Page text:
Beartown, by Fredrik Backman (2017)

Contemporary Fiction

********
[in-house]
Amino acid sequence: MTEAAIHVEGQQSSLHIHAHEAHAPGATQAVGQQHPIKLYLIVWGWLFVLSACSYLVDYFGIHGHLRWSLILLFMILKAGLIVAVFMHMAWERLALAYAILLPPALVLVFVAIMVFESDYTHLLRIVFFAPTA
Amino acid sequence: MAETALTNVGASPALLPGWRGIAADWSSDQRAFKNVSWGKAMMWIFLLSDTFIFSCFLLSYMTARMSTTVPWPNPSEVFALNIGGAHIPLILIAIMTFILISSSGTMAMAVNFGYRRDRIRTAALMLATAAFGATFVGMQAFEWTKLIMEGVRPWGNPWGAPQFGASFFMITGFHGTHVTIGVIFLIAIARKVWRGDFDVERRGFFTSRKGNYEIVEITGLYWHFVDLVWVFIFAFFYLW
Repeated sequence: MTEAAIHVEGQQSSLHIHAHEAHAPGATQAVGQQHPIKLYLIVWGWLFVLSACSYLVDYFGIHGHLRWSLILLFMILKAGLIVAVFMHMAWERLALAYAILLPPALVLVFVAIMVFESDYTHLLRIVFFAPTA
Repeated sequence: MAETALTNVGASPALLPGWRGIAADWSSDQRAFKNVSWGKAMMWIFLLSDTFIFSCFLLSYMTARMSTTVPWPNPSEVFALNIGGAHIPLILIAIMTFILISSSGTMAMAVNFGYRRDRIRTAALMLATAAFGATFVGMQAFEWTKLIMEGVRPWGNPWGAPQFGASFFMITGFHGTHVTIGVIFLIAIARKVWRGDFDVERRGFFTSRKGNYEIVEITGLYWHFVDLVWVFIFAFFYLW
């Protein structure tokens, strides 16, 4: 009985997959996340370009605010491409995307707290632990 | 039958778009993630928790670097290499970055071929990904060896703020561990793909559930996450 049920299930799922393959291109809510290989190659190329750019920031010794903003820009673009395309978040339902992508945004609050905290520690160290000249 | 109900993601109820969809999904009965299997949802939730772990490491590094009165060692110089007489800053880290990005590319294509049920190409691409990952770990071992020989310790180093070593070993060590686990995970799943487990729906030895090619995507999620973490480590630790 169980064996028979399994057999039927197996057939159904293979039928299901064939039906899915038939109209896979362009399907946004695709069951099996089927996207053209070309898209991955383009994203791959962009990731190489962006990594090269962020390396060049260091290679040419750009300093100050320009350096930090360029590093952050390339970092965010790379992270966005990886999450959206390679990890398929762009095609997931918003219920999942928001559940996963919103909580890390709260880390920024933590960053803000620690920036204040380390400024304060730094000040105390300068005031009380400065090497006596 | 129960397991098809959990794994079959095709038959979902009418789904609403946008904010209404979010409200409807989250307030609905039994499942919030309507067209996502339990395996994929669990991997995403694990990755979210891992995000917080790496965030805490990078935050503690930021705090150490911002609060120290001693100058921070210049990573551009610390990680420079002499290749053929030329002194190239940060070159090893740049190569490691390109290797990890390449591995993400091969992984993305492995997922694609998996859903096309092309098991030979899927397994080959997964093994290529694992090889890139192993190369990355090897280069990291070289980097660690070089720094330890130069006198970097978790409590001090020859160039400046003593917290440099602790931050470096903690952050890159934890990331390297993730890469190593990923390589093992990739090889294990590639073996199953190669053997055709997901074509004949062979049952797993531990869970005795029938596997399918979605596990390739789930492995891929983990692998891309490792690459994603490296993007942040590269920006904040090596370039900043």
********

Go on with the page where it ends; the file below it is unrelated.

33413128I have been a big fan of Fredrik Backman since reading and being absolutely captivated by his first novel, A Man Called Ove. So I didn’t hesitate when I learned he has a new novel, Beartown. I’m happy to report this novel is as mesmerising as I could have hoped. It is, however, quite a different style of writing. Ove,  Britt-Marie and Every Day could all be described as gentle reads, albeit with often irascible protagonists. This is not a gentle read. It grabs you by the shoulders and shakes you from any smug and comfortable perch. Beartown is a hockey town. It’s dying economically, but when the junior boys’ team (there is no girls’ team) makes it to the semi-finals, the entire community rejoices and pins great hopes on their success. Winning the cup will mean a lot to the team’s financial sponsors. It could also cement the promise of a hockey academy for Beartown, and even draft offers for the team’s best. So when one of the star players and the GM’S daughter are involved in a violent encounter, the ensuing fallout impacts virtually everyone in Beartown. How each reacts is a raw and telling commentary on community, leadership, family, friendship, loyalty, and more. Backman doesn’t judge; he offers a nuanced and thoughtful perspective as he describes how simple and how complicated it can be to play our various roles and responsibilities in life. How much truth there is in this observation: “Being a parent makes you feel like a blanket that’s always too small. No matter how hard you try to cover everyone, there’s always someone who’s freezing.”  Simply brilliant and brilliantly simple, this story resonates on every page and long after you finish. Neil Smith deserves great kudos for his translation. This is not, as I’ve said, an easy read. There are descriptions of brutal violence and deeply offensive jokes and comments about gay men, lesbians, and women in general, but they are anything but gratuitous. This is not a criticism of hockey culture specifically, but it does cause you to contemplate the many ways we communicate to others what we believe in and what we stand for, and what we are willing to ignore. Powerful and memorable, this is one of my favourite books this year. Loved it. My thanks to publisher Atria Books for the advance reading copy provided through NetGalley  in exchange for my honest review.
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